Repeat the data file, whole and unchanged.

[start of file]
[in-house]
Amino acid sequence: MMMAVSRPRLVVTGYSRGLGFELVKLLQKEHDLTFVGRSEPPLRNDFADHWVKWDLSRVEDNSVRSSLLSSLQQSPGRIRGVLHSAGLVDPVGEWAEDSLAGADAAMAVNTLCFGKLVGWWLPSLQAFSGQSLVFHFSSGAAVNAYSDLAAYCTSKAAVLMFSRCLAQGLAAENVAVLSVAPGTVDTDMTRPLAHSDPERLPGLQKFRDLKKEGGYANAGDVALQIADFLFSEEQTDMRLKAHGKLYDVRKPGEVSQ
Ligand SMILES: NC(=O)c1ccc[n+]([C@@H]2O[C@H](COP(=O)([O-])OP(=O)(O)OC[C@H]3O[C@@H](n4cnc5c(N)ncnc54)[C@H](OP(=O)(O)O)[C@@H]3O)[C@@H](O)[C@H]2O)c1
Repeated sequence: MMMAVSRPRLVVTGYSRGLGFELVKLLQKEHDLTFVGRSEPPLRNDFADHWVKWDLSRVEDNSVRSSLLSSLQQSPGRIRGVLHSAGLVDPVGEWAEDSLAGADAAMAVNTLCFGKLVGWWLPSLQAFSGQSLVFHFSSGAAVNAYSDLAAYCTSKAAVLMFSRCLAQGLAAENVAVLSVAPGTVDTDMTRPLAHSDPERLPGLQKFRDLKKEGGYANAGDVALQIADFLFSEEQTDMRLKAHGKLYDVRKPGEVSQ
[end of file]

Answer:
[in-house]
Amino acid sequence: MMMAVSRPRLVVTGYSRGLGFELVKLLQKEHDLTFVGRSEPPLRNDFADHWVKWDLSRVEDNSVRSSLLSSLQQSPGRIRGVLHSAGLVDPVGEWAEDSLAGADAAMAVNTLCFGKLVGWWLPSLQAFSGQSLVFHFSSGAAVNAYSDLAAYCTSKAAVLMFSRCLAQGLAAENVAVLSVAPGTVDTDMTRPLAHSDPERLPGLQKFRDLKKEGGYANAGDVALQIADFLFSEEQTDMRLKAHGKLYDVRKPGEVSQ
Ligand SMILES: NC(=O)c1ccc[n+]([C@@H]2O[C@H](COP(=O)([O-])OP(=O)(O)OC[C@H]3O[C@@H](n4cnc5c(N)ncnc54)[C@H](OP(=O)(O)O)[C@@H]3O)[C@@H](O)[C@H]2O)c1
Repeated sequence: MMMAVSRPRLVVTGYSRGLGFELVKLLQKEHDLTFVGRSEPPLRNDFADHWVKWDLSRVEDNSVRSSLLSSLQQSPGRIRGVLHSAGLVDPVGEWAEDSLAGADAAMAVNTLCFGKLVGWWLPSLQAFSGQSLVFHFSSGAAVNAYSDLAAYCTSKAAVLMFSRCLAQGLAAENVAVLSVAPGTVDTDMTRPLAHSDPERLPGLQKFRDLKKEGGYANAGDVALQIADFLFSEEQTDMRLKAHGKLYDVRKPGEVSQ